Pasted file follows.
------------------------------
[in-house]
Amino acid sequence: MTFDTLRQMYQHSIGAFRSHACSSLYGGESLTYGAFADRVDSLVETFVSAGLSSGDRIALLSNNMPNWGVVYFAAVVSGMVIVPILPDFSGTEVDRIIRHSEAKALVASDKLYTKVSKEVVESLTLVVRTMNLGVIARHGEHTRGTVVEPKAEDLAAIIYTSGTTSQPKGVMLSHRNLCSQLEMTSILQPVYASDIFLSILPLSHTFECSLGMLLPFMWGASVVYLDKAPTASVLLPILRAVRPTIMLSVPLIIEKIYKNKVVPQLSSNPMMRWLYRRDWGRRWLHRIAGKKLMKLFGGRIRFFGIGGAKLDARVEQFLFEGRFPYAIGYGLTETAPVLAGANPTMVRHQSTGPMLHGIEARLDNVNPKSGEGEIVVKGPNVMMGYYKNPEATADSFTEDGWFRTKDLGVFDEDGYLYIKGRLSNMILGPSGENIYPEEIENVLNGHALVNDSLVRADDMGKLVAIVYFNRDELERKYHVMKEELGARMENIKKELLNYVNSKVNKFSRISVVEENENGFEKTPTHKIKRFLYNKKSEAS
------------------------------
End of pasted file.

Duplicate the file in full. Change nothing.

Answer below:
[in-house]
Amino acid sequence: MTFDTLRQMYQHSIGAFRSHACSSLYGGESLTYGAFADRVDSLVETFVSAGLSSGDRIALLSNNMPNWGVVYFAAVVSGMVIVPILPDFSGTEVDRIIRHSEAKALVASDKLYTKVSKEVVESLTLVVRTMNLGVIARHGEHTRGTVVEPKAEDLAAIIYTSGTTSQPKGVMLSHRNLCSQLEMTSILQPVYASDIFLSILPLSHTFECSLGMLLPFMWGASVVYLDKAPTASVLLPILRAVRPTIMLSVPLIIEKIYKNKVVPQLSSNPMMRWLYRRDWGRRWLHRIAGKKLMKLFGGRIRFFGIGGAKLDARVEQFLFEGRFPYAIGYGLTETAPVLAGANPTMVRHQSTGPMLHGIEARLDNVNPKSGEGEIVVKGPNVMMGYYKNPEATADSFTEDGWFRTKDLGVFDEDGYLYIKGRLSNMILGPSGENIYPEEIENVLNGHALVNDSLVRADDMGKLVAIVYFNRDELERKYHVMKEELGARMENIKKELLNYVNSKVNKFSRISVVEENENGFEKTPTHKIKRFLYNKKSEAS